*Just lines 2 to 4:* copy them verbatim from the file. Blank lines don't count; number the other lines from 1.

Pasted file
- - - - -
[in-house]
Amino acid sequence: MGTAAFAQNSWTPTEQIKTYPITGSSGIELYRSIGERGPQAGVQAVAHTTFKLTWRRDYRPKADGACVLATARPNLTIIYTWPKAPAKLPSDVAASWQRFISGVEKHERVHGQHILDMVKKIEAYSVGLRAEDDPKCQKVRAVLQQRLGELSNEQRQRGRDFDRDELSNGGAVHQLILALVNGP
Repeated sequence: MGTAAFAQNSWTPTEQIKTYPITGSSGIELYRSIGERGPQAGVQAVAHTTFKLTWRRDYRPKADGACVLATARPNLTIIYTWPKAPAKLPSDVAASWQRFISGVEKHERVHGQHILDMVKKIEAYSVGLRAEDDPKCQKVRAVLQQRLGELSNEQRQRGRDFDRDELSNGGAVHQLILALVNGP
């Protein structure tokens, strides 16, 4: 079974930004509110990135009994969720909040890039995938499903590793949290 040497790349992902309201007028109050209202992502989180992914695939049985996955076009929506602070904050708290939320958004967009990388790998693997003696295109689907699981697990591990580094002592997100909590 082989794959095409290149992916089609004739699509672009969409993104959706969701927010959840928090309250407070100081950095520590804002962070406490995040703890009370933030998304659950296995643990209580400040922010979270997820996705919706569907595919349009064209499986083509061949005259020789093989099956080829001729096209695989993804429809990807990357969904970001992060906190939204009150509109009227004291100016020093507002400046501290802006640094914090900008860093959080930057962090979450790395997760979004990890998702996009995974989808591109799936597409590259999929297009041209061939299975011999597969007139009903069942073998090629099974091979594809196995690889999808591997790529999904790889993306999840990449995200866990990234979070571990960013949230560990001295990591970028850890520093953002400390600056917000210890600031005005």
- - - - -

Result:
Amino acid sequence: MGTAAFAQNSWTPTEQIKTYPITGSSGIELYRSIGERGPQAGVQAVAHTTFKLTWRRDYRPKADGACVLATARPNLTIIYTWPKAPAKLPSDVAASWQRFISGVEKHERVHGQHILDMVKKIEAYSVGLRAEDDPKCQKVRAVLQQRLGELSNEQRQRGRDFDRDELSNGGAVHQLILALVNGP
Repeated sequence: MGTAAFAQNSWTPTEQIKTYPITGSSGIELYRSIGERGPQAGVQAVAHTTFKLTWRRDYRPKADGACVLATARPNLTIIYTWPKAPAKLPSDVAASWQRFISGVEKHERVHGQHILDMVKKIEAYSVGLRAEDDPKCQKVRAVLQQRLGELSNEQRQRGRDFDRDELSNGGAVHQLILALVNGP
């Protein structure tokens, strides 16, 4: 079974930004509110990135009994969720909040890039995938499903590793949290 040497790349992902309201007028109050209202992502989180992914695939049985996955076009929506602070904050708290939320958004967009990388790998693997003696295109689907699981697990591990580094002592997100909590 082989794959095409290149992916089609004739699509672009969409993104959706969701927010959840928090309250407070100081950095520590804002962070406490995040703890009370933030998304659950296995643990209580400040922010979270997820996705919706569907595919349009064209499986083509061949005259020789093989099956080829001729096209695989993804429809990807990357969904970001992060906190939204009150509109009227004291100016020093507002400046501290802006640094914090900008860093959080930057962090979450790395997760979004990890998702996009995974989808591109799936597409590259999929297009041209061939299975011999597969007139009903069942073998090629099974091979594809196995690889999808591997790529999904790889993306999840990449995200866990990234979070571990960013949230560990001295990591970028850890520093953002400390600056917000210890600031005005």